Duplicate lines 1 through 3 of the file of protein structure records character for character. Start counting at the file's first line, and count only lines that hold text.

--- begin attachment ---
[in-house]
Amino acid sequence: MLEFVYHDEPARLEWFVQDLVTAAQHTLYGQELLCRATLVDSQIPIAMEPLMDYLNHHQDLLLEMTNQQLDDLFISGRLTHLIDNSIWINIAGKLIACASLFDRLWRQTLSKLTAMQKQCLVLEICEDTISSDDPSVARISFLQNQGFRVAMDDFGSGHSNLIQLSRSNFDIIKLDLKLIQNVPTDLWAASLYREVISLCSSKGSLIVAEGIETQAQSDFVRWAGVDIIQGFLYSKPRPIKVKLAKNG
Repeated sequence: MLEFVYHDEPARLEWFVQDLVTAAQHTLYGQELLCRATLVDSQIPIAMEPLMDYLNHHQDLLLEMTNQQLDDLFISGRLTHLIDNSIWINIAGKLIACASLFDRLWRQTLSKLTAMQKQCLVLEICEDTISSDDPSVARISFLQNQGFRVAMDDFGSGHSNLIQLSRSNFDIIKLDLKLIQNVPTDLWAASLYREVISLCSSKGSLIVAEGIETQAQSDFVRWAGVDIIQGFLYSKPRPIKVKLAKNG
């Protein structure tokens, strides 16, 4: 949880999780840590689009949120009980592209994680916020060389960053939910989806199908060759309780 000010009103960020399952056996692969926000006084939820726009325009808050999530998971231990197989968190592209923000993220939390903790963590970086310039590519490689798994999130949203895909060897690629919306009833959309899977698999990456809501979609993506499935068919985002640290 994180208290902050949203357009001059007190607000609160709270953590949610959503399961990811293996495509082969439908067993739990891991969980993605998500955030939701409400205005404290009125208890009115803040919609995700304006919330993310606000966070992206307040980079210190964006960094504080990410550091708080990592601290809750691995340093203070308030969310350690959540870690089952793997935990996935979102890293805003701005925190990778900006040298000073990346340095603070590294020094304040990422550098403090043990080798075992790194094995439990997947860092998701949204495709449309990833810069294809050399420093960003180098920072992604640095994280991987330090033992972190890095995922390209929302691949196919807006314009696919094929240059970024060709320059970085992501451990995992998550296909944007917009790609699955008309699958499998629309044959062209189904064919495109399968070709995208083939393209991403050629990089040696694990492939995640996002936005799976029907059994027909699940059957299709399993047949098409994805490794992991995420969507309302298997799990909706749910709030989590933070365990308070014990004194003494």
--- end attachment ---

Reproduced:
[in-house]
Amino acid sequence: MLEFVYHDEPARLEWFVQDLVTAAQHTLYGQELLCRATLVDSQIPIAMEPLMDYLNHHQDLLLEMTNQQLDDLFISGRLTHLIDNSIWINIAGKLIACASLFDRLWRQTLSKLTAMQKQCLVLEICEDTISSDDPSVARISFLQNQGFRVAMDDFGSGHSNLIQLSRSNFDIIKLDLKLIQNVPTDLWAASLYREVISLCSSKGSLIVAEGIETQAQSDFVRWAGVDIIQGFLYSKPRPIKVKLAKNG
Repeated sequence: MLEFVYHDEPARLEWFVQDLVTAAQHTLYGQELLCRATLVDSQIPIAMEPLMDYLNHHQDLLLEMTNQQLDDLFISGRLTHLIDNSIWINIAGKLIACASLFDRLWRQTLSKLTAMQKQCLVLEICEDTISSDDPSVARISFLQNQGFRVAMDDFGSGHSNLIQLSRSNFDIIKLDLKLIQNVPTDLWAASLYREVISLCSSKGSLIVAEGIETQAQSDFVRWAGVDIIQGFLYSKPRPIKVKLAKNG